First I need to get the input conditions straight in my mind. You noted an input voltage up to 250Vrms, I assume this is sine wave? This would be 707V pk-pk, or 353V (rounding) pk. You attenuate .00145x or about 69:1 with the 510k/15k differential attenuator, dropping the input to 5.12V pk per side, or 10.24V pk-pk. Have I got this right so far?

    Without taking onto account source loading (the 100k resistors are driven by slightly less than 7.5k each side), your diff-amp circuit U600A provides a gain of 5. So for a 250V rms signal you end up with 50V at the output of the diffamp, quite impossible with a 12V supply. Is there additional attenuation not included on the schematic?

    So before we go further please straighten me out, somewhere I must have made an error to come up with such a ridiculous result.

    Also, I haven’t seen a .info extension, is this something new?



    Now to respond to the latest::

    I'm happy to see that you've discovered a spurious input and I hope this turns out to be the real issue. It's very easy to fix, with the by-pass cap as you have done, so......... nice work!

    I have a couple of other suggestions as well. I noticed you're using an 47uF/805/X5R style capacitor as an averaging capacitor. I haven't investigated X5R multilayer caps capacitors but the small footprint, low voltage and large value (47uF) raise some flags.

    Size: Unless you're trying to convert frequencies < 2 Hz, you don't need such a large value. This size will just stretch out you settling time, for line frequency applicaitons (which I assume you have here) 4.7uF to 10uF is plenty to reduce the conversion to around 0.1%. You will find that external low-pass filtering is far more efficient, either passive with a 3.3uF at pin-OUT, or using the 2-pole SK option. I can suggest values for that approach as well. I suspect you might have chosen your cap values based on a prior ADI device, but in any event the internal ting achitecture is different in the AD8436 from prior parts.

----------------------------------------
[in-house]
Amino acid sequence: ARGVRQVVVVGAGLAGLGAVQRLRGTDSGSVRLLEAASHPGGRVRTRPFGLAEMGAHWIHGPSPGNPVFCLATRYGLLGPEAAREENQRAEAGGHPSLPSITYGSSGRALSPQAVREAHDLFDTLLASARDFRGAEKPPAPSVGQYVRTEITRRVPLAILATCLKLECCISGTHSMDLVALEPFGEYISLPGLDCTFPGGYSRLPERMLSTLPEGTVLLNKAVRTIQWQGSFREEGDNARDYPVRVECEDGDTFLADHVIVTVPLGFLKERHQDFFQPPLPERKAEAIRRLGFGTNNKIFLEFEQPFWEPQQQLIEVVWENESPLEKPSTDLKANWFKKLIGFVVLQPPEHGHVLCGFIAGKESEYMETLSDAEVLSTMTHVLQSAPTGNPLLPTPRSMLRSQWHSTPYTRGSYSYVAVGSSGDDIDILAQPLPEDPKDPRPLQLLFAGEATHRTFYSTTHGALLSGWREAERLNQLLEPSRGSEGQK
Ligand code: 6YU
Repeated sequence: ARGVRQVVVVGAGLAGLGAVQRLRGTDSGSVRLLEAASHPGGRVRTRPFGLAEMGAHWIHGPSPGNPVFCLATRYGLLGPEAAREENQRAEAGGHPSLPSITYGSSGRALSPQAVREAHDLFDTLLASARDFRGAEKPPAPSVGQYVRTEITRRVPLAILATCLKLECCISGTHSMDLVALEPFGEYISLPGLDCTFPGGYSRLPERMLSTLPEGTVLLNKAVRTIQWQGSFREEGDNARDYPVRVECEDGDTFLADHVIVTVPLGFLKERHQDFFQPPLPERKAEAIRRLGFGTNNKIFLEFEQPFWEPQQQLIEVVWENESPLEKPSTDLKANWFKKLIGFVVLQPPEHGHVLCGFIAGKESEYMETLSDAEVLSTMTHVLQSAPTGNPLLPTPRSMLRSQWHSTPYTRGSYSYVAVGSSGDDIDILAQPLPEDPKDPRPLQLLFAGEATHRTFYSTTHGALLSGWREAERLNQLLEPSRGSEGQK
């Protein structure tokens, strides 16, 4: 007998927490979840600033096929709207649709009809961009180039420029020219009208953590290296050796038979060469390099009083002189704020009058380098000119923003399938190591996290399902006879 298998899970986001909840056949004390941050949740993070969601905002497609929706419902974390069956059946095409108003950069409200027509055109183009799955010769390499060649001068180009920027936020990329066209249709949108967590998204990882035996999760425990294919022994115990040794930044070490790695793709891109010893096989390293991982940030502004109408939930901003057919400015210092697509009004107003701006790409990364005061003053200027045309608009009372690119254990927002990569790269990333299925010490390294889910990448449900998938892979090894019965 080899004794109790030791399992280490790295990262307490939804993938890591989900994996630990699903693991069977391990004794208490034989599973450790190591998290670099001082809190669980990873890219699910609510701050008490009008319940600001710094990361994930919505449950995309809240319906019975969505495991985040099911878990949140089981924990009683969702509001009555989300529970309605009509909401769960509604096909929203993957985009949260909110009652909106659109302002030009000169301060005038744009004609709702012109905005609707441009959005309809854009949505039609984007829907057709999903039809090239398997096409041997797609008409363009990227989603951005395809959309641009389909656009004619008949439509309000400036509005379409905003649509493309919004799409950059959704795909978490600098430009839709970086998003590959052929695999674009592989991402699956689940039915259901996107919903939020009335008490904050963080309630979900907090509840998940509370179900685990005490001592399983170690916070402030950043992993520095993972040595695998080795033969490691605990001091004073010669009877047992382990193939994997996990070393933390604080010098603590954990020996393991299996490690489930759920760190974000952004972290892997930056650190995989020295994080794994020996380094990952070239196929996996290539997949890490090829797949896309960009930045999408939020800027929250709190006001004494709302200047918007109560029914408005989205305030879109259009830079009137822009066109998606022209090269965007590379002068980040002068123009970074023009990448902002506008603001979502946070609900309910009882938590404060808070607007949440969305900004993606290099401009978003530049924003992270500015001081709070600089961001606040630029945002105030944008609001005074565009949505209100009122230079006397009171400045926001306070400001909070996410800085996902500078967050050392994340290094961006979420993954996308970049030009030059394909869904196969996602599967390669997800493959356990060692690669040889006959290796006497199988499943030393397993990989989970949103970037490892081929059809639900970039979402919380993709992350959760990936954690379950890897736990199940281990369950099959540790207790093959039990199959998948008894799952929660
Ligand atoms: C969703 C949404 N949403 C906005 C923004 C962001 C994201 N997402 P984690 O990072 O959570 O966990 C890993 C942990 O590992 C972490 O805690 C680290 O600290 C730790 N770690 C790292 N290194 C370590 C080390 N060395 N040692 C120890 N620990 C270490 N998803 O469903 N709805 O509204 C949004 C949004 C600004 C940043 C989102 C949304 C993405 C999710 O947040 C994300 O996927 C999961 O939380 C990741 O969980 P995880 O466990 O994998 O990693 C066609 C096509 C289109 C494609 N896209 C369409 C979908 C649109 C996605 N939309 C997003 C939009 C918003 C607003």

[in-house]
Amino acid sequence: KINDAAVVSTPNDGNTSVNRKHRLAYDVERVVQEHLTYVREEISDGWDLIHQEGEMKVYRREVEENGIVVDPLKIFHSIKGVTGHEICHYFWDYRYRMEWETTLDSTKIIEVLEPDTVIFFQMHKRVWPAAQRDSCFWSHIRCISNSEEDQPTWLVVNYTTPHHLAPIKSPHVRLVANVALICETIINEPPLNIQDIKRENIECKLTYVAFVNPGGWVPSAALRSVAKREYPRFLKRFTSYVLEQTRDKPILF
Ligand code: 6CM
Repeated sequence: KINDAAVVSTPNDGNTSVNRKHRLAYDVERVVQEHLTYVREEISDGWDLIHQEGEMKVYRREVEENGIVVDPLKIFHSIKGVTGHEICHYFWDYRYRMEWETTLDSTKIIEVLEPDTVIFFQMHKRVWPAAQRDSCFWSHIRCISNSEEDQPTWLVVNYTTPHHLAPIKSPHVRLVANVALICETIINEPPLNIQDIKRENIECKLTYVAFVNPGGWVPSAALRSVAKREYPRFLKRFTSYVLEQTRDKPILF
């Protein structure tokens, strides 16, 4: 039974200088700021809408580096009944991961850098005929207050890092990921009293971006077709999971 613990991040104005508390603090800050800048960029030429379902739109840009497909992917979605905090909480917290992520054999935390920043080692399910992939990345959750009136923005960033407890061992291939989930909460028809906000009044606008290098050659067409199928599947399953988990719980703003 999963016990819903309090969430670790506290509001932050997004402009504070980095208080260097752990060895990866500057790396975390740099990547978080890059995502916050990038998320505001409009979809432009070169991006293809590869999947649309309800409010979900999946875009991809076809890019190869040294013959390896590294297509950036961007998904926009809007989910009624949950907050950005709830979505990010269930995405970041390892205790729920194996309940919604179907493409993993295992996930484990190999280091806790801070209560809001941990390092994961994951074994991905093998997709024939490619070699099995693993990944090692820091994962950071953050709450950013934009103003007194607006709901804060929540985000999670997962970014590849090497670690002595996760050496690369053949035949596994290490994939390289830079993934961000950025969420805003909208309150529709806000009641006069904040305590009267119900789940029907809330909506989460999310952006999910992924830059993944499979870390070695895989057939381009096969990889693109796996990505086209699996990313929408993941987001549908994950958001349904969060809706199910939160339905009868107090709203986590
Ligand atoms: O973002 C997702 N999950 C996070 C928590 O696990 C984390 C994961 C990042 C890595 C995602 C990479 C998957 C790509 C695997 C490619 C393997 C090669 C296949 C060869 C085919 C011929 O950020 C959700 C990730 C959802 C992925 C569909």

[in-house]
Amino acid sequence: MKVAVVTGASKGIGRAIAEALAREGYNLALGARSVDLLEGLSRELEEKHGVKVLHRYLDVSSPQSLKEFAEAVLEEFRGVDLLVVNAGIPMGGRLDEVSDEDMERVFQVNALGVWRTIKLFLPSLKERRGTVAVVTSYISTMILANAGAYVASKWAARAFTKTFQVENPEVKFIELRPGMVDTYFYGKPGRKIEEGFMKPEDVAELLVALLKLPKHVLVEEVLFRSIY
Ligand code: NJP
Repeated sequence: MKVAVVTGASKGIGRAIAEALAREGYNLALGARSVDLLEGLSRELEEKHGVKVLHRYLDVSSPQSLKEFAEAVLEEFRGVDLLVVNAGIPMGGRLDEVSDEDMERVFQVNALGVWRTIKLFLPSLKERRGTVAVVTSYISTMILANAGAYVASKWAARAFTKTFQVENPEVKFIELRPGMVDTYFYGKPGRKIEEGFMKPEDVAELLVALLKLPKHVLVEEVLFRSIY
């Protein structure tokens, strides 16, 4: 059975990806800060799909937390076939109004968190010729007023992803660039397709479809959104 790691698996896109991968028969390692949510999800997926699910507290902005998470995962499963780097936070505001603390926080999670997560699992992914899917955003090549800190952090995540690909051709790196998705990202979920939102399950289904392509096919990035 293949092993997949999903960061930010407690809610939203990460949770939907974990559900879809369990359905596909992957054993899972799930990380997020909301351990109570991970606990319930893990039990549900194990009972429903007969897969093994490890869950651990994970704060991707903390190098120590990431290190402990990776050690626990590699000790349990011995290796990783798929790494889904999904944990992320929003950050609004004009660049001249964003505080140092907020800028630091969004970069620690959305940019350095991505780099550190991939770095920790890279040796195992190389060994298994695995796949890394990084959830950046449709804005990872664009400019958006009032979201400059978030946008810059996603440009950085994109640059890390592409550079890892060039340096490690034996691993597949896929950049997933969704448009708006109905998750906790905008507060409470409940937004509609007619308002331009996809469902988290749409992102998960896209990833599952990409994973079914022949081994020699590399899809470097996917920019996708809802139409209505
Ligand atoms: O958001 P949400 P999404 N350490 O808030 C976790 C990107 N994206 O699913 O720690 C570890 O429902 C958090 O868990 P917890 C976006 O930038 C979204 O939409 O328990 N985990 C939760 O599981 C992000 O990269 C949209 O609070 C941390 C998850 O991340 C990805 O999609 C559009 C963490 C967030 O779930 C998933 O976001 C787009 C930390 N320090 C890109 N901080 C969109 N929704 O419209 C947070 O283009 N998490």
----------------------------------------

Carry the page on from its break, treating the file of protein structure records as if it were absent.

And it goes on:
You didn't spevcify whether your error was positive or negative. If positive, the error would be consistent with the spurious input condition you found, if negative, it might have another source, nemely, board contamination. This problem has become much worse with the use of lead-free RoHS compliant electronics, as the fluxes used are hard to remove and the cleansing materials have to be maintained. In our lab, I found that hand=washing is not always effective. We now have a proper small scale board assembly area with up-to-date board washing facilities and it makes all the difference. I now specify the use of this wonderful capability and have had no more coard contamination issues.

    Getting back to the CAVG component topic, the sensitivity of this circuit has a lot to do with the capacitor drive circuit, which happens to be a current source. If there is any leakage path, either on the bopard or through tha capacitor the resistance (even several M-ohms) creates a shunt for the dc-current component. The current source provides a  fixed current, so the shunt path creates a small output error, usually negative.

    I've tried checking capacitors with electrometers and I think this works, but I also have a large selection of film caps, which I consider the gold-standard in capacitor quality factors. They also have very low dielectric absorption, which can cause a drift or repeatability issues. For a short while I used an 1000uF electrolytic as a low-pass filter to knock out ripple. This sort of works, and I thought at first the voltage source drive would mitigate capacitor errors but I learned about dielectric absorbtion the hard way! I now have 100uF worth of film caps for my lab measurements. Of course, this isn't needed for real applications.